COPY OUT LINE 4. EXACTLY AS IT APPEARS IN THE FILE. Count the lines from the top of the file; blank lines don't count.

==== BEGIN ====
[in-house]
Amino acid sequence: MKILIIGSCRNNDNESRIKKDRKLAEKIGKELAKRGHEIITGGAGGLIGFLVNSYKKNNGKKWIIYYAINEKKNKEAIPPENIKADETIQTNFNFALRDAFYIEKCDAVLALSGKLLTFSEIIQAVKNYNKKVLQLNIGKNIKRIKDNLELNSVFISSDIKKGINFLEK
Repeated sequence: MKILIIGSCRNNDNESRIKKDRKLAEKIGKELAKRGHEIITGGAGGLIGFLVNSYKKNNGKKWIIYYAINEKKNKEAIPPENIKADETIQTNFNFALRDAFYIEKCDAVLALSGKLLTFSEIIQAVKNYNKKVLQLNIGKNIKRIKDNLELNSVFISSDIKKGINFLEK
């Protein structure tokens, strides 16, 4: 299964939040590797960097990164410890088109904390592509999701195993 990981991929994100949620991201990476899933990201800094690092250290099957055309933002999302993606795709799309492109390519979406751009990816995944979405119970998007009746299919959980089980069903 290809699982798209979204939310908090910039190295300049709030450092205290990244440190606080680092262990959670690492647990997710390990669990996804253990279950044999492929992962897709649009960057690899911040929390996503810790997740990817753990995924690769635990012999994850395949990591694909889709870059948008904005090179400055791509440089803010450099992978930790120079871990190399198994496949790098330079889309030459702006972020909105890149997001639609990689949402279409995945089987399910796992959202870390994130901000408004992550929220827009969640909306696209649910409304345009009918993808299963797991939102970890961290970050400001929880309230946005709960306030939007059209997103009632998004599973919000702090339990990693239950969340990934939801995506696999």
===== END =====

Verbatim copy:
């Protein structure tokens, strides 16, 4: 299964939040590797960097990164410890088109904390592509999701195993 990981991929994100949620991201990476899933990201800094690092250290099957055309933002999302993606795709799309492109390519979406751009990816995944979405119970998007009746299919959980089980069903 290809699982798209979204939310908090910039190295300049709030450092205290990244440190606080680092262990959670690492647990997710390990669990996804253990279950044999492929992962897709649009960057690899911040929390996503810790997740990817753990995924690769635990012999994850395949990591694909889709870059948008904005090179400055791509440089803010450099992978930790120079871990190399198994496949790098330079889309030459702006972020909105890149997001639609990689949402279409995945089987399910796992959202870390994130901000408004992550929220827009969640909306696209649910409304345009009918993808299963797991939102970890961290970050400001929880309230946005709960306030939007059209997103009632998004599973919000702090339990990693239950969340990934939801995506696999």